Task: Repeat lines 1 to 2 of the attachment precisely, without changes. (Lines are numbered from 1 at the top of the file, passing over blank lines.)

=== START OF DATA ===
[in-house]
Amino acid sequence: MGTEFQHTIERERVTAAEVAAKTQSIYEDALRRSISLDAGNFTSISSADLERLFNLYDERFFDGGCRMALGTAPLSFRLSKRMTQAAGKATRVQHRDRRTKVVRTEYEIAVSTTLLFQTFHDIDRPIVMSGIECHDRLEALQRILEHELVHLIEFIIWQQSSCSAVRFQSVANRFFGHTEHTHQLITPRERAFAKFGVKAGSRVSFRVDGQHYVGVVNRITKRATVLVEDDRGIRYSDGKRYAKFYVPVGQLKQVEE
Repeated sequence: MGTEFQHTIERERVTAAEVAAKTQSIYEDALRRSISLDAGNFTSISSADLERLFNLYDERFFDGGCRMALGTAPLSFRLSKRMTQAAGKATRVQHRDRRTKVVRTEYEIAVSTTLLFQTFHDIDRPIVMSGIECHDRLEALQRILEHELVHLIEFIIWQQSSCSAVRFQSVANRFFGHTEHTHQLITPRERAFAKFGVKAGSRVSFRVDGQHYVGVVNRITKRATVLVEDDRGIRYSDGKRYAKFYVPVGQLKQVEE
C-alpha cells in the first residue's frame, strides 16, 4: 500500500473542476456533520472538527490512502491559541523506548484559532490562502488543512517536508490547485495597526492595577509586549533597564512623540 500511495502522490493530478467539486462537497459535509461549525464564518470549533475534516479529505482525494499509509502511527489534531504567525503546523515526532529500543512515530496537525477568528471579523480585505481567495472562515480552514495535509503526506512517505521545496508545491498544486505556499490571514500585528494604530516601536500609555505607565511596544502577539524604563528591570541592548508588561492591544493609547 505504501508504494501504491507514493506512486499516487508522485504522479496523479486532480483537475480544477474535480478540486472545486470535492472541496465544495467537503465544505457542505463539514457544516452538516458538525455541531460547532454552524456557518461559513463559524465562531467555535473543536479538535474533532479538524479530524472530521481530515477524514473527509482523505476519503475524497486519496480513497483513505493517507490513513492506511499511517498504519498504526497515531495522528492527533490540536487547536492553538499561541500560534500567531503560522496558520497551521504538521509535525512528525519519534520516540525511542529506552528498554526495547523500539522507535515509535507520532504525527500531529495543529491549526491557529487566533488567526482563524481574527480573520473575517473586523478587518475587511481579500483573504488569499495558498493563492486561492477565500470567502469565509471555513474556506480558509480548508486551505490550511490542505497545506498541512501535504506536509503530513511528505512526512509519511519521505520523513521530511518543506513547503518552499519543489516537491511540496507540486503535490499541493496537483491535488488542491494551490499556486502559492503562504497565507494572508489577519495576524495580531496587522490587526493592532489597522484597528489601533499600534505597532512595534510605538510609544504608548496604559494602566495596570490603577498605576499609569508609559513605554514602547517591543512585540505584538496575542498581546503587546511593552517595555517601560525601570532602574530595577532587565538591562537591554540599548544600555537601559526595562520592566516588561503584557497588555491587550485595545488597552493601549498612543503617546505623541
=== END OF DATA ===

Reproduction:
[in-house]
Amino acid sequence: MGTEFQHTIERERVTAAEVAAKTQSIYEDALRRSISLDAGNFTSISSADLERLFNLYDERFFDGGCRMALGTAPLSFRLSKRMTQAAGKATRVQHRDRRTKVVRTEYEIAVSTTLLFQTFHDIDRPIVMSGIECHDRLEALQRILEHELVHLIEFIIWQQSSCSAVRFQSVANRFFGHTEHTHQLITPRERAFAKFGVKAGSRVSFRVDGQHYVGVVNRITKRATVLVEDDRGIRYSDGKRYAKFYVPVGQLKQVEE